I read a lot of books. This is me, writing about them.
Friday, October 15, 2010
The Girl Who Kicked the Hornet's Nest - Stieg Larsson
Lisbeth Salander - the heart of Larsson's two previous novels - lies in critical condition, a bullet wound to her head, in the intensive care unit of a Swedish city hospital. She's fighting for her life in more ways than one: if and when she recovers, she'll be taken back to Stockholm to stand trial for three murders. With the help of her friend, journalist Mikael Blomkvist, she will not only have to prove her innocence, but also identify and denounce those in authority who have allowed the vulnerable, like herself, to suffer abuse and violence. And, on her own, she will plot revenge - against the man who tried to kill her, and the corrupt government institutions that very nearly destroyed her life. Once upon a time, she was a victim. Now Salander is fighting back.
I have waited such a long time to read this book - I had it on hold at the library since July 25, and it finally came in yesterday. Naturally, I didn't do much but read in my spare time yesterday or today, and I am absolutely delighted with this last book in the Millenium trilogy.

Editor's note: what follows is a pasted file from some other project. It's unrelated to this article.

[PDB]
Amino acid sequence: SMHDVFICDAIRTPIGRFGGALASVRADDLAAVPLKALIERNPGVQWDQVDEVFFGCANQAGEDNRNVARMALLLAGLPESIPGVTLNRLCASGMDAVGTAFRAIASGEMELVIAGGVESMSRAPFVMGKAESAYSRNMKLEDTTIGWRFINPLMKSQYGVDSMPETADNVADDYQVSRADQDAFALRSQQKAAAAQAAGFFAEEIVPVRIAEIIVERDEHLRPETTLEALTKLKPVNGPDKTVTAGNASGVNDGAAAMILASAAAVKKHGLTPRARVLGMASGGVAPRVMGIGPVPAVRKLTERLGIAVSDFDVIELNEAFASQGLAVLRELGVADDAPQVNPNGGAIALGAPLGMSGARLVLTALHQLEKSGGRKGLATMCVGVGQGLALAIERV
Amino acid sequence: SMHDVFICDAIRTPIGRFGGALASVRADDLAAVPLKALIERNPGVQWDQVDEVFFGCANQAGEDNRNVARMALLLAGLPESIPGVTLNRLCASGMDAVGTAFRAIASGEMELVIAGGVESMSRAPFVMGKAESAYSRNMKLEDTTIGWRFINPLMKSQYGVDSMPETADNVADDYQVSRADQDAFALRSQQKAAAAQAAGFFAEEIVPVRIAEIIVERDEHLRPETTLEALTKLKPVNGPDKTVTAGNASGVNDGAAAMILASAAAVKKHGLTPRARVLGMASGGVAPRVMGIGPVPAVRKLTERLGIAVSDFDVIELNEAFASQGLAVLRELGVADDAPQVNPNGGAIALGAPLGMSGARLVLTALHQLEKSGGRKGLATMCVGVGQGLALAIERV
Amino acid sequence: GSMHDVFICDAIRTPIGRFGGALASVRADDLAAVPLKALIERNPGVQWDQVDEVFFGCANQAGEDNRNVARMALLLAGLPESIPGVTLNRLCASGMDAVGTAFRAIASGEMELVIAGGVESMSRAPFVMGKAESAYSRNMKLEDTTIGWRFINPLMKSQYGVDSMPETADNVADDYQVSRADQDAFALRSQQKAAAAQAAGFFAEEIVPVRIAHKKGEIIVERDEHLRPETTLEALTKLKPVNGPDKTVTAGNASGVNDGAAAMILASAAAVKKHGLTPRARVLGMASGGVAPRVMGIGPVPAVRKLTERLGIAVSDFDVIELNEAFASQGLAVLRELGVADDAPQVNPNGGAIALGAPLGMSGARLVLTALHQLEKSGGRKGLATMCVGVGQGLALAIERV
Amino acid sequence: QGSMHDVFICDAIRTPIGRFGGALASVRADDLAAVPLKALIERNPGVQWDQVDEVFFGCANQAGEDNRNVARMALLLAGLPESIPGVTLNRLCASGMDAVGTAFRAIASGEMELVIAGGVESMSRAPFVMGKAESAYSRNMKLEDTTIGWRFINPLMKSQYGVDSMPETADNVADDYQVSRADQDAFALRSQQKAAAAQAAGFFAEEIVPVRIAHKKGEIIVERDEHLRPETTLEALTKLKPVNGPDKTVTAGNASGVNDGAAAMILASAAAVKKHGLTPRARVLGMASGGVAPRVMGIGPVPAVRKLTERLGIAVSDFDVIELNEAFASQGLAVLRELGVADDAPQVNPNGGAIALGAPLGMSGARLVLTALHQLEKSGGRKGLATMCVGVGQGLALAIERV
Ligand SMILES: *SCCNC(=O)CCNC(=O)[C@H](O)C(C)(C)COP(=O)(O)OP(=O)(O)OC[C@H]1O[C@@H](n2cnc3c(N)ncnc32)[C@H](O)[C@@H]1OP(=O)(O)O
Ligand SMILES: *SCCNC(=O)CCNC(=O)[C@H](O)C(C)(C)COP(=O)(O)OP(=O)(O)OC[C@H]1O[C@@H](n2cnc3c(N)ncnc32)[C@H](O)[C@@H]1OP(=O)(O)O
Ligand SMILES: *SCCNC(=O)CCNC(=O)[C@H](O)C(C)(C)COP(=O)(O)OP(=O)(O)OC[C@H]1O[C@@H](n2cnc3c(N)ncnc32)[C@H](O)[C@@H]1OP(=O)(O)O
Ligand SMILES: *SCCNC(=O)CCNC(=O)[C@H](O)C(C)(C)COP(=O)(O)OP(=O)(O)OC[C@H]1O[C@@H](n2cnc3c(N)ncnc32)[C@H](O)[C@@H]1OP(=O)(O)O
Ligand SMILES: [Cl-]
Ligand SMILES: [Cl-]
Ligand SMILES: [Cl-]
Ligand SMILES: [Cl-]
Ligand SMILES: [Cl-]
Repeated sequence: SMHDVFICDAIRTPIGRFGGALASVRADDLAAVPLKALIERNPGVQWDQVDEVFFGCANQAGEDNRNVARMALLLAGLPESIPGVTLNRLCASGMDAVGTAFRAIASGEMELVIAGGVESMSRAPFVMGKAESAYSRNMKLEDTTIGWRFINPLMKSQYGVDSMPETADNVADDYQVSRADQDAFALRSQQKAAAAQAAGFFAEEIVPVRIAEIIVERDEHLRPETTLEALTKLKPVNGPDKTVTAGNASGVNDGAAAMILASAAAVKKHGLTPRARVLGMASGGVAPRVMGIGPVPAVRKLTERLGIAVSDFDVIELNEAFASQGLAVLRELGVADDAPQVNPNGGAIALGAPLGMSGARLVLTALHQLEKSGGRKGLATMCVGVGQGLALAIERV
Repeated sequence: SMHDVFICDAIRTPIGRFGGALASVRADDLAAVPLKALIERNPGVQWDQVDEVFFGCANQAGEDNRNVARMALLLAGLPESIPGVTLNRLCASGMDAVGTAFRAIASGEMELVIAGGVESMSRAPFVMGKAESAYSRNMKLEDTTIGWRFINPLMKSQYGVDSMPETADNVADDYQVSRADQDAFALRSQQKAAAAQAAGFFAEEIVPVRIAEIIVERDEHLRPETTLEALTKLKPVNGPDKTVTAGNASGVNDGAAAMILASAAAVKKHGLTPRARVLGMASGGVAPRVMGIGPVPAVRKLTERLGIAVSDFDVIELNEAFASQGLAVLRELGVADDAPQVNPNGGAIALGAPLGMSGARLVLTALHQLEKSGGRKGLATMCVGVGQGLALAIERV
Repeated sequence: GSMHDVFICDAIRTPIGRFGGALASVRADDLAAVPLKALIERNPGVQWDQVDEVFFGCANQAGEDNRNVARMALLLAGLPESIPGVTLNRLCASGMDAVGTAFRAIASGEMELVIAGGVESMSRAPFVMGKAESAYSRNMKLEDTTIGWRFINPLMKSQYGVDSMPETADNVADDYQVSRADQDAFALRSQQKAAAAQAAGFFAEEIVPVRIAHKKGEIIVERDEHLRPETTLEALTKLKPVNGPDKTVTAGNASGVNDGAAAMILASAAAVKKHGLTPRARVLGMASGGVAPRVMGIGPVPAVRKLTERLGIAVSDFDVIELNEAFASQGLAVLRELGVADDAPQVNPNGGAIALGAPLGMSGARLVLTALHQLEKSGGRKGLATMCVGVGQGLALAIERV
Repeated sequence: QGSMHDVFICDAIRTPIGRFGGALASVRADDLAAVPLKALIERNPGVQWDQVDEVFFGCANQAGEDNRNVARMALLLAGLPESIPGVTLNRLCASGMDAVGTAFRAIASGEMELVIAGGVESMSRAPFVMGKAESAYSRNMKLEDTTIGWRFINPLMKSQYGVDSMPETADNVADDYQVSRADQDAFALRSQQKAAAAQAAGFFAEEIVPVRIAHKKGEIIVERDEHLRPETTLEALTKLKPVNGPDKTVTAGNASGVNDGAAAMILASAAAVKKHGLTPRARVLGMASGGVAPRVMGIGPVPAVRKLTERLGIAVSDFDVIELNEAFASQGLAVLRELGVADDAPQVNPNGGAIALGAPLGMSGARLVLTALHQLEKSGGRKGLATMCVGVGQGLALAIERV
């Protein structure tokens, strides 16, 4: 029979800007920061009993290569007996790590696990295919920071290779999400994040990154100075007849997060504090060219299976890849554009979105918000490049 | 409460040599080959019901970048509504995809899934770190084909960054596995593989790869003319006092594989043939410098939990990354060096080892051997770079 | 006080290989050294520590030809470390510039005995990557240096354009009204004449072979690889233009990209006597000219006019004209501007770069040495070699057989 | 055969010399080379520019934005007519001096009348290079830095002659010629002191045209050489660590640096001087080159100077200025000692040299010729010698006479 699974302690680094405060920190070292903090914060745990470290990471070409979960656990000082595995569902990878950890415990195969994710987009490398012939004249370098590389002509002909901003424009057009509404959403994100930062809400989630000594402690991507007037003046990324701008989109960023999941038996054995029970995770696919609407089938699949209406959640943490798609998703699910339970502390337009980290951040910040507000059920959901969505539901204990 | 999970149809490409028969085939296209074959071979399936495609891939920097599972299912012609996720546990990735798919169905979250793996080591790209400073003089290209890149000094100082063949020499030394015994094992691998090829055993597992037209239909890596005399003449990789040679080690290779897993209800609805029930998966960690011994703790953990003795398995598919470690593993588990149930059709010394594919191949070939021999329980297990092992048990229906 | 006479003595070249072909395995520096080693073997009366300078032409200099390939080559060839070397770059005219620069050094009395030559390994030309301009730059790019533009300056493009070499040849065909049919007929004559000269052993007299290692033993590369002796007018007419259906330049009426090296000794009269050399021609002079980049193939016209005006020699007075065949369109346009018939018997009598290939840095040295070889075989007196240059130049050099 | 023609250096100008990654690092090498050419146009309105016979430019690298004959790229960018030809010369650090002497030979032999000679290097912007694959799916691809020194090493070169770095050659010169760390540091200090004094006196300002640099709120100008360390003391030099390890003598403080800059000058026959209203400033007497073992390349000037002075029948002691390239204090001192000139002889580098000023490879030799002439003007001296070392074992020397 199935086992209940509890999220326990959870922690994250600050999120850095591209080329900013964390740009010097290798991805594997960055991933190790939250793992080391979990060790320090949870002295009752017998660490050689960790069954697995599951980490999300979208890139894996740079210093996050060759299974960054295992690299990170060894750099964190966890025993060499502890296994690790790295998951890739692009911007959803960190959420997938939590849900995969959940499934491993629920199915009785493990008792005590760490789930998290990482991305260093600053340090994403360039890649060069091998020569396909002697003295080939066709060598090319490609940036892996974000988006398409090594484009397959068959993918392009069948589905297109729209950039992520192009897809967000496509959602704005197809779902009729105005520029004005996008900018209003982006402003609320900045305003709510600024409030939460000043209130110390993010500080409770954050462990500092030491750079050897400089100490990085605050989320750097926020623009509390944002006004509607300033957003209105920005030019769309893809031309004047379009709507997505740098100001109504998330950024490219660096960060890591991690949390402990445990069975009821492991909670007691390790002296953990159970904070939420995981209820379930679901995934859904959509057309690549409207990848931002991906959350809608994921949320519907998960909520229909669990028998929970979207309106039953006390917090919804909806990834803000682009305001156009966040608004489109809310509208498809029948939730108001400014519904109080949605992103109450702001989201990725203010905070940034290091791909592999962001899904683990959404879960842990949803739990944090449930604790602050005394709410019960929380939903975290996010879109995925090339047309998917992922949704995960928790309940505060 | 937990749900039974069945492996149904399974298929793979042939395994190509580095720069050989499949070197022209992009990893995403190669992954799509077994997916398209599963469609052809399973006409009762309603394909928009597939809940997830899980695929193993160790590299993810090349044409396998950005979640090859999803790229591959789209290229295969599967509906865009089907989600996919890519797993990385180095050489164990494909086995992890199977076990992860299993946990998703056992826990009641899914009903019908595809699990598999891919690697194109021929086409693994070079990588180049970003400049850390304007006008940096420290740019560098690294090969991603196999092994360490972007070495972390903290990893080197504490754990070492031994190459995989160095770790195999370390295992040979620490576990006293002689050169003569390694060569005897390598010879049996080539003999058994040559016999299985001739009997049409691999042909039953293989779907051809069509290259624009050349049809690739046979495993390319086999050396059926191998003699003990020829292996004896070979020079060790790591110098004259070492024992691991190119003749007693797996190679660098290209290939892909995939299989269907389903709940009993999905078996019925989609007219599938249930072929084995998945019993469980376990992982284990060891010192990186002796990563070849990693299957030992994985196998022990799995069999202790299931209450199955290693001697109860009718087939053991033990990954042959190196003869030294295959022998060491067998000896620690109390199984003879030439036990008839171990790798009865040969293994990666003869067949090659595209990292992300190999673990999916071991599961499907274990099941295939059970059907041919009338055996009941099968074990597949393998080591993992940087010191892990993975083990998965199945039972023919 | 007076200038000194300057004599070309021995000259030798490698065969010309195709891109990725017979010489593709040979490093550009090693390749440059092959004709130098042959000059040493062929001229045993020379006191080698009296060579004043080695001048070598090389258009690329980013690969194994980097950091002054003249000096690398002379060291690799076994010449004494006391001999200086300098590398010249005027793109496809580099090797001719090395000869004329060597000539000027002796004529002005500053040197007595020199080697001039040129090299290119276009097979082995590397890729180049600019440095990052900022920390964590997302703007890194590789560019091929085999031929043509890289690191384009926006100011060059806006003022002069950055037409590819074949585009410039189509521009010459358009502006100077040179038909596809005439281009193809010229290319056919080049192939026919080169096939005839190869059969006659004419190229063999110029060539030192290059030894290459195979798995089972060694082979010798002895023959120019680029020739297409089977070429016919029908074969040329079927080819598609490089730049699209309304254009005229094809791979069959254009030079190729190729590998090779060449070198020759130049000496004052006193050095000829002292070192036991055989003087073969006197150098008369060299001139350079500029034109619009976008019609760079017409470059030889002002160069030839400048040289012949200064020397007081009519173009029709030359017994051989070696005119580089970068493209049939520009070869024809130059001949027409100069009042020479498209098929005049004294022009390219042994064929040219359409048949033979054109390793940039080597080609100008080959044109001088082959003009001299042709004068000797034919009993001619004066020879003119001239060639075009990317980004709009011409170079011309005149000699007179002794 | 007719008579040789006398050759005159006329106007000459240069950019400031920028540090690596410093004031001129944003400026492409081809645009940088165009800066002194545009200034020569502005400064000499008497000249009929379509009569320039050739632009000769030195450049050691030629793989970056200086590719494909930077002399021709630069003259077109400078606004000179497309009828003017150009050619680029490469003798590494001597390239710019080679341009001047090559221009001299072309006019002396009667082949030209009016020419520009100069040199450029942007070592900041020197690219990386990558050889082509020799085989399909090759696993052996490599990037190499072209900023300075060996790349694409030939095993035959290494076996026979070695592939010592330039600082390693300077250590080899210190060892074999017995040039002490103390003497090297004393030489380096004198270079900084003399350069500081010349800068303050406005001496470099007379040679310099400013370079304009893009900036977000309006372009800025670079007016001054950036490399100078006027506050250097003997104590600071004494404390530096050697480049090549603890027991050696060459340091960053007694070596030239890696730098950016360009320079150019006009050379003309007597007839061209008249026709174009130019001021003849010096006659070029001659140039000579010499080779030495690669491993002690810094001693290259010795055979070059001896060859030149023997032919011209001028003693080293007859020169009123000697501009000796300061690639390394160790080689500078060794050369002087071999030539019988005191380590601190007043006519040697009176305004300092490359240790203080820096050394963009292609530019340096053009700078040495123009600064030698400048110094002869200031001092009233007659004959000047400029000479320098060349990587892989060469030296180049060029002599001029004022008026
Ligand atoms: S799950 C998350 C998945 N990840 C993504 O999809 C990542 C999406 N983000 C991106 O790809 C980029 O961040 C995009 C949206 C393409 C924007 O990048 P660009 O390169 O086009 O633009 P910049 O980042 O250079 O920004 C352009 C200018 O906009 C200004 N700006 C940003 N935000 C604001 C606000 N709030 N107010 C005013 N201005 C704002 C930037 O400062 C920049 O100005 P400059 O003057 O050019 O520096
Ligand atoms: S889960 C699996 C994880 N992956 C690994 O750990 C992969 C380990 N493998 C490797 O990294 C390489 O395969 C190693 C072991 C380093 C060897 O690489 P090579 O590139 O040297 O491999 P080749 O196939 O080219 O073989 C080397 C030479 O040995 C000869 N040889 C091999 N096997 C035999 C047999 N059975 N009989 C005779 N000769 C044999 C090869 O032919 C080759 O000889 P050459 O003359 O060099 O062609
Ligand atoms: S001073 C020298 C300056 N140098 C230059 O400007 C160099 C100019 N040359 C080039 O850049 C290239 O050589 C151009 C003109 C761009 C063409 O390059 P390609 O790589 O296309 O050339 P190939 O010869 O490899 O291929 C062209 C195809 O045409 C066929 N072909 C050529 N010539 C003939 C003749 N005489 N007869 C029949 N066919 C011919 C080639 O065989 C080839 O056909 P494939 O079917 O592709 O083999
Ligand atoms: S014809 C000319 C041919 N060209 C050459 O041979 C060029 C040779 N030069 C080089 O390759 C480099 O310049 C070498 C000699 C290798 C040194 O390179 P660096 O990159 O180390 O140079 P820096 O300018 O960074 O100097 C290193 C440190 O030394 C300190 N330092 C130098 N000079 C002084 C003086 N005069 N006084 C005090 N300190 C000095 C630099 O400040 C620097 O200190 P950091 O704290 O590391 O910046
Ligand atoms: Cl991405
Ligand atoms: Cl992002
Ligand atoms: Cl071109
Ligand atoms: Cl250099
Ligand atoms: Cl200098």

I was slightly worried that, after loving the first two books, I might be disappointed with The Girl Who Kicked the Hornet's Nest. This was definitely not the case. The plot kept my eyes glued to the page at every possible moment. Even though Salander is confined to a hospital bed or a prison cell throughout most of the story, the book manages not to feel stagnant in the slightest; the plot is always moving, though never rushed. Aside from this, all the characters are exceptionally well drawn. None of the characters are perfect, and none are completely "bad" either (some would probably disagree with me on the last bit, though). I feel Larsson had a very good insight into human nature and human behavior, and he was able to use that insight very well. The first two books, The Girl With the Dragon Tattoo and The Girl Who Played With Fire, were exciting, well-written, had wonderful characters and a complex and captivating plot. In my opinion, The Girl Who Kicked the Hornet's Nest surpassed them both.
Today, I was looking at Stieg Larsson's website and found that the Millenium trilogy was actually intended to be ten books, and that Larsson died while writing the fourth. Though I knew that he had died after submitting the first three novels to his publisher, I had no idea that there were originally supposed to be seven more. Some have hoped that Larsson's partner, Eva Gabrielsson, could finish the fourth book, but she is positive that this would not be legal in Sweden. For my own part, while I wish that Larsson was alive today and able to finish the ten books, I am glad that there is not likely to be anyone finishing the series in his stead - I feel like this very rarely works well. What's your opinion on the matter?